Search Results: "Ron Ross"


BOOK REVIEW

CHEESECAKE TO DIE FOR by Ron Ross
FICTION & LITERATURE
Released: Nov. 4, 2013

"Just like a witty friend telling a story; quirky, good-natured and never boring."
Author Ross returns to 1940s New York (Tales from the Sidewalks of New York, 2012, etc.) with a comedy about Mafioso types and a rather muddled attempt to whack someone. Read full book review >

BOOK REVIEW

NON-FICTION
Released: Nov. 12, 2003

"Fluent and lively as a flyweight ten-rounder. (8-page photo insert, not seen)"
Pugilist turned biographer Ross spars with us in his debut, an account of the short, mostly happy life of fearless Al "Bummy" Davis (1920-45), a nice kid with a fierce left hook and a volatile, short fuse. Read full book review >

BOOK REVIEW

Tales From The Sidewalks Of New York by Ron Ross
FICTION & LITERATURE
Released: May 17, 2012

"A lithe, lyrical collection that packs more than a few punches."
In 13 short stories based on real life, Ross (Nine...Ten...and Out! The Two Worlds of Emile Griffith, 2008, etc.) mines the memories of his life to create memorable characters struggling to survive against unfavorable odds. Read full book review >

BLOG POST

RON POWERS
by Megan Labrise

When Kelly Rindfleisch wrote the words, “No one cares about crazy people,” she never dreamed Pulitzer Prize-winning, New York Times-bestselling author Ron Powers would read them. 

“I cannot describe to you the emotion, the shockwave, that hit me when I read that quote,” says Powers, author of No One Cares About Crazy People: The Chaos and ...


Read the full post >

BOOK REVIEW

DRAT THAT CAT! by Tony  Ross
CHILDREN'S
Released: Sept. 1, 2013

"A must for any child with a cat in the family. (Picture book. 4-7)"
When it comes to mischief, no pet can top a pampered cat. Read full book review >

BOOK REVIEW

BAD BABY by Ross MacDonald
ADVENTURE
Released: Sept. 1, 2005

"A new and very funny take on a perennially relevant subject. (Picture book. 5-8)"
Jack, hero of Another Perfect Day (2002), is back, but something's missing. Read full book review >

BOOK REVIEW

GERMS by Ross Collins
by Ross Collins, illustrated by Ross Collins
CHILDREN'S
Released: Oct. 20, 2004

"The premise of a good-hearted chicken-pox germ that can choose to work against illness doesn't make sense and belies the implied science education, but well-designed pictures provide cartoony amusement for the snot-loving crowd. (fact file) (Picture book. 4-7)"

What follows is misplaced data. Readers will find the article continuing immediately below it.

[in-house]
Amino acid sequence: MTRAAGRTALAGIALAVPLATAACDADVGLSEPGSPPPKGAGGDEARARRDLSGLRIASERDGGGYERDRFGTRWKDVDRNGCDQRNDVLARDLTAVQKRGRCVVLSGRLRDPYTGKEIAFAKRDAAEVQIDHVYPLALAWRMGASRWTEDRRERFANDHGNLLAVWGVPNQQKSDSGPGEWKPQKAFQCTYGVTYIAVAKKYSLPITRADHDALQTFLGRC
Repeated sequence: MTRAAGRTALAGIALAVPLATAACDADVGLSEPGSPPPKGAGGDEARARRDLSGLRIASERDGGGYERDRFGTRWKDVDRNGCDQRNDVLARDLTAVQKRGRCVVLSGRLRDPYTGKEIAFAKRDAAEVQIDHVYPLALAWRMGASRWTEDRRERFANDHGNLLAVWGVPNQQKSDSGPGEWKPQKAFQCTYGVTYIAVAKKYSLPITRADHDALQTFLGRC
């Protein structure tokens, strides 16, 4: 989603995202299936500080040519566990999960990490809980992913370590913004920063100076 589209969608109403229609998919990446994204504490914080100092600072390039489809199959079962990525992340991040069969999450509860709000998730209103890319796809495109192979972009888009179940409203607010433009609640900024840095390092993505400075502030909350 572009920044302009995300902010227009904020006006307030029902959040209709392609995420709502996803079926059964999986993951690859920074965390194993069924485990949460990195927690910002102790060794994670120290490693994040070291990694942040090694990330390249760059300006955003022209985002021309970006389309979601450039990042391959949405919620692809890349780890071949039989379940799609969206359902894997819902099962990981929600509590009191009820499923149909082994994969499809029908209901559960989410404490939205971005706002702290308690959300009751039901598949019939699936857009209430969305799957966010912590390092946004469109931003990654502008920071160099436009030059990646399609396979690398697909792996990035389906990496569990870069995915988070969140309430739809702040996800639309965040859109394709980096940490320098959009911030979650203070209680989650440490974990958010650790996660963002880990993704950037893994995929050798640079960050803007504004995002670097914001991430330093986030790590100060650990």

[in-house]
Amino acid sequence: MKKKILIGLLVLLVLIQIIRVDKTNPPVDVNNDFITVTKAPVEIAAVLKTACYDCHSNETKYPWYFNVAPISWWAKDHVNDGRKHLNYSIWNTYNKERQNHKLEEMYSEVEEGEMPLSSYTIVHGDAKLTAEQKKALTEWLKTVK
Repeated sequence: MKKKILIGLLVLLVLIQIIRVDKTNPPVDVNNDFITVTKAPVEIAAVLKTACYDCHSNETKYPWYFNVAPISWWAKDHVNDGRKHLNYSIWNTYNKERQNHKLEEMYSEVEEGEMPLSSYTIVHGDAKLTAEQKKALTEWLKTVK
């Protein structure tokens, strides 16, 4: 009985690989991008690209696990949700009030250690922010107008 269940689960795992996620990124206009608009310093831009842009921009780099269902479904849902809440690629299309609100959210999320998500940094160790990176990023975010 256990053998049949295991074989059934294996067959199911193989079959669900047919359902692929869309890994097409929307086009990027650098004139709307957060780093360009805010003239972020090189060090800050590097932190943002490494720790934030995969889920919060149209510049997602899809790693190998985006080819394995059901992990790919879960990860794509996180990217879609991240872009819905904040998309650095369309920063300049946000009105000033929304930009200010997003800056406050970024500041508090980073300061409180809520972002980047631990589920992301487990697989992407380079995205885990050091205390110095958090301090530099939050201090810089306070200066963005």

Sweet, eagerly gross illustrations improve this tale that's unsure whether it wants to be partly educational or just goofy. Read full book review >

BOOK REVIEW

LILY AND THE PRESENT by Christine Ross
CHILDREN'S
Released: Oct. 1, 1992

"Again, Ross's color-pencil art is humorous and appealing, though much of the delicate detail will be lost in group sharing. (Picture book. 4- 8)"
Lily's new brother ``came into the world with nothing,'' and Lily would like to get something ``big and bright and beautiful'' to supplement his other, boring presents. Read full book review >

BOOK REVIEW

LILY AND THE BEARS by Christine Ross
CHILDREN'S
Released: April 1, 1991

"Children may enjoy comparing this to Where the Wild Things Are. (Picture book. 4-8)"
Lily, not liking to be a child, dons a bear suit each morning—with manners to match, which her parents deplore but don't try to change. Read full book review >

BOOK REVIEW

PINE & BOOF by Ross Burach
CHILDREN'S
Released: Sept. 12, 2017

"A predictable yet humorous origin story for an endearing pair. (Picture book. 4-8)"
Meet Pine the Porcupine and Boof the Bear and the lucky red leaf that brings them together. Read full book review >

BOOK REVIEW

THE ELEPHANTOM by Ross Collins
CHILDREN'S
Released: April 28, 2015

"While imaginary friends are a common theme in picture books, phantom animals offer a different twist—and the conceit may give kids an excuse to offer up when things go wrong. (Picture book. 5-7)"
An elephantom? What's that? A phantom elephant, of course. Read full book review >

BOOK REVIEW

BLUE JAY GIRL by Sylvia Ross
CHILDREN'S
Released: April 1, 2010

"An appealing window into a long-ago world. (Fiction. 8-11)"
Because her friends' parents think her dangerous, nine-year-old Blue Jay Girl tries to change her nature to that of a careful quail, but the tribal healer and her husband help her adopt careful ways without sacrificing her boldness. Read full book review >